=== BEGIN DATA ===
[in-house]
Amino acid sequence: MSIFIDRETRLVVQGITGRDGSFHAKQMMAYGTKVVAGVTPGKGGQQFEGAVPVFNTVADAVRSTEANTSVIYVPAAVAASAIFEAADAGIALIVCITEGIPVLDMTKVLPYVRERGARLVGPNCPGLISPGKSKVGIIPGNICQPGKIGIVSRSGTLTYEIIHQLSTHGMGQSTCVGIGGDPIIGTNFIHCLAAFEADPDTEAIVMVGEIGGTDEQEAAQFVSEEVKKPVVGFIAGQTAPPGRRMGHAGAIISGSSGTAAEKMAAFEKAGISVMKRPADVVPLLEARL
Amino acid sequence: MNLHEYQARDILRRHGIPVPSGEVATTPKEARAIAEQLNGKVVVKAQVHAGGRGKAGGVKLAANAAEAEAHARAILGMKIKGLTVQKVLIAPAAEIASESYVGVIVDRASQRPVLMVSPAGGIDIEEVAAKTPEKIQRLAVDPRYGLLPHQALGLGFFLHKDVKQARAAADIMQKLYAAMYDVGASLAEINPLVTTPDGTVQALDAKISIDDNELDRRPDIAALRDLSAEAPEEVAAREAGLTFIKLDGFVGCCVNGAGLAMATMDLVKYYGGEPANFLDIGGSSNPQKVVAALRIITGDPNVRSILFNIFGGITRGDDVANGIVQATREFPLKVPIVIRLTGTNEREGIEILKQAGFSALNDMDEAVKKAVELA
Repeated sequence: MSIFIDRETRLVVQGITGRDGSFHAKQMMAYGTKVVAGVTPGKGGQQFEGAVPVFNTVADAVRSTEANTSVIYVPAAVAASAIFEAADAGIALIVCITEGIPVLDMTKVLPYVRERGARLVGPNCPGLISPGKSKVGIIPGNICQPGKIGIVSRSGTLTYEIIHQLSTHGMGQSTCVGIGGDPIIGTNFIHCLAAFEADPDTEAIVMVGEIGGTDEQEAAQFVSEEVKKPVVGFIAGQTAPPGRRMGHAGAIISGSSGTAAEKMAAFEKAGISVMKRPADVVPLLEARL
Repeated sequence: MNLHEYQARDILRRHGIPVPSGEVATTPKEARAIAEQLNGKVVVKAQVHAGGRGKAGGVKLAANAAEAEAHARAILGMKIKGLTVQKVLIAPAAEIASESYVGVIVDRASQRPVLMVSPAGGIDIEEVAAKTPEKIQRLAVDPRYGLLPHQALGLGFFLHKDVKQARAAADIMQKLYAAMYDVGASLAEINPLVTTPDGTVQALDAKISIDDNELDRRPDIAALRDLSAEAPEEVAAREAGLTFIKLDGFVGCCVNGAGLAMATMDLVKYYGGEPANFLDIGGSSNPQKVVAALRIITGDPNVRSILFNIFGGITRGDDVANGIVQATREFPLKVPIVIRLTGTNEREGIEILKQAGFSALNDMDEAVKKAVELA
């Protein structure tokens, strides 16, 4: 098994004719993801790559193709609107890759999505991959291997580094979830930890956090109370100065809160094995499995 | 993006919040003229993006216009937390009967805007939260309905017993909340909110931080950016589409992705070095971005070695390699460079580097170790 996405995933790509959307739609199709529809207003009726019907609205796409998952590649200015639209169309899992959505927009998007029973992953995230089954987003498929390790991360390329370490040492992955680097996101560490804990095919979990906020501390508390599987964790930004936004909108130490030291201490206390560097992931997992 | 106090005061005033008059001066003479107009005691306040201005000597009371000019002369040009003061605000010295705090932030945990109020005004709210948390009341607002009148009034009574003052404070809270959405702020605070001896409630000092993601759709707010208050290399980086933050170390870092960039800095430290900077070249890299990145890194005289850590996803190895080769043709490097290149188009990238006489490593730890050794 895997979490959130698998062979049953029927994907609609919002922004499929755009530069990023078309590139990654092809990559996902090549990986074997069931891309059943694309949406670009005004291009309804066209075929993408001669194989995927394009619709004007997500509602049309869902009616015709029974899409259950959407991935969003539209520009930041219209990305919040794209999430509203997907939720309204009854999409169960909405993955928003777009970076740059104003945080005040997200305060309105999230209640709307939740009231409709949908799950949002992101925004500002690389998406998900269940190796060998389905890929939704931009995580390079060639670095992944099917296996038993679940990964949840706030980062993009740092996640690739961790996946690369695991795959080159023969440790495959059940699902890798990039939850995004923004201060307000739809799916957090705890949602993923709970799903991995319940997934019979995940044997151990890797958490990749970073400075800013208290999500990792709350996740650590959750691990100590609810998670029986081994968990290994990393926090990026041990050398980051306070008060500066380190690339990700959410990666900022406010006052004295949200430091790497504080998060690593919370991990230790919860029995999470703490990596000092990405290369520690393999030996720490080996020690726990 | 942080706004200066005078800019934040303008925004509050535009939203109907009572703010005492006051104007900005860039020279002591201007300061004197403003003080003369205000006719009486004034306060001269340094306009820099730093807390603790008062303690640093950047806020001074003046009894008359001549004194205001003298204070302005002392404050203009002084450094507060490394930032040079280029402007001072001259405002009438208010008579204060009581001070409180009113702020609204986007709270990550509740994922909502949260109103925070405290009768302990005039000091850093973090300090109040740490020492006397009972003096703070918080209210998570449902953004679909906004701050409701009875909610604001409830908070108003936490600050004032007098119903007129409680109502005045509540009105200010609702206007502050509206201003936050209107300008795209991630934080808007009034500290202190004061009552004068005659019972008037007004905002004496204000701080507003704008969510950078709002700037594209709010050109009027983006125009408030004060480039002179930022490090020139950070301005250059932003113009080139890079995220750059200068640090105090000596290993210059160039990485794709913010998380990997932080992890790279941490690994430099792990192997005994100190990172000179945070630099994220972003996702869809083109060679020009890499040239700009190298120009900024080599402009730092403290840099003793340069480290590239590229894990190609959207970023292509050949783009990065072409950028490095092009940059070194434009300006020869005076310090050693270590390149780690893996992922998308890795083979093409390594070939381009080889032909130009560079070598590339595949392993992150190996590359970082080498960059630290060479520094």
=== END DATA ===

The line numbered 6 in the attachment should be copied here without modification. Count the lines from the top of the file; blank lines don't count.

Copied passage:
């Protein structure tokens, strides 16, 4: 098994004719993801790559193709609107890759999505991959291997580094979830930890956090109370100065809160094995499995 | 993006919040003229993006216009937390009967805007939260309905017993909340909110931080950016589409992705070095971005070695390699460079580097170790 996405995933790509959307739609199709529809207003009726019907609205796409998952590649200015639209169309899992959505927009998007029973992953995230089954987003498929390790991360390329370490040492992955680097996101560490804990095919979990906020501390508390599987964790930004936004909108130490030291201490206390560097992931997992 | 106090005061005033008059001066003479107009005691306040201005000597009371000019002369040009003061605000010295705090932030945990109020005004709210948390009341607002009148009034009574003052404070809270959405702020605070001896409630000092993601759709707010208050290399980086933050170390870092960039800095430290900077070249890299990145890194005289850590996803190895080769043709490097290149188009990238006489490593730890050794 895997979490959130698998062979049953029927994907609609919002922004499929755009530069990023078309590139990654092809990559996902090549990986074997069931891309059943694309949406670009005004291009309804066209075929993408001669194989995927394009619709004007997500509602049309869902009616015709029974899409259950959407991935969003539209520009930041219209990305919040794209999430509203997907939720309204009854999409169960909405993955928003777009970076740059104003945080005040997200305060309105999230209640709307939740009231409709949908799950949002992101925004500002690389998406998900269940190796060998389905890929939704931009995580390079060639670095992944099917296996038993679940990964949840706030980062993009740092996640690739961790996946690369695991795959080159023969440790495959059940699902890798990039939850995004923004201060307000739809799916957090705890949602993923709970799903991995319940997934019979995940044997151990890797958490990749970073400075800013208290999500990792709350996740650590959750691990100590609810998670029986081994968990290994990393926090990026041990050398980051306070008060500066380190690339990700959410990666900022406010006052004295949200430091790497504080998060690593919370991990230790919860029995999470703490990596000092990405290369520690393999030996720490080996020690726990 | 942080706004200066005078800019934040303008925004509050535009939203109907009572703010005492006051104007900005860039020279002591201007300061004197403003003080003369205000006719009486004034306060001269340094306009820099730093807390603790008062303690640093950047806020001074003046009894008359001549004194205001003298204070302005002392404050203009002084450094507060490394930032040079280029402007001072001259405002009438208010008579204060009581001070409180009113702020609204986007709270990550509740994922909502949260109103925070405290009768302990005039000091850093973090300090109040740490020492006397009972003096703070918080209210998570449902953004679909906004701050409701009875909610604001409830908070108003936490600050004032007098119903007129409680109502005045509540009105200010609702206007502050509206201003936050209107300008795209991630934080808007009034500290202190004061009552004068005659019972008037007004905002004496204000701080507003704008969510950078709002700037594209709010050109009027983006125009408030004060480039002179930022490090020139950070301005250059932003113009080139890079995220750059200068640090105090000596290993210059160039990485794709913010998380990997932080992890790279941490690994430099792990192997005994100190990172000179945070630099994220972003996702869809083109060679020009890499040239700009190298120009900024080599402009730092403290840099003793340069480290590239590229894990190609959207970023292509050949783009990065072409950028490095092009940059070194434009300006020869005076310090050693270590390149780690893996992922998308890795083979093409390594070939381009080889032909130009560079070598590339595949392993992150190996590359970082080498960059630290060479520094």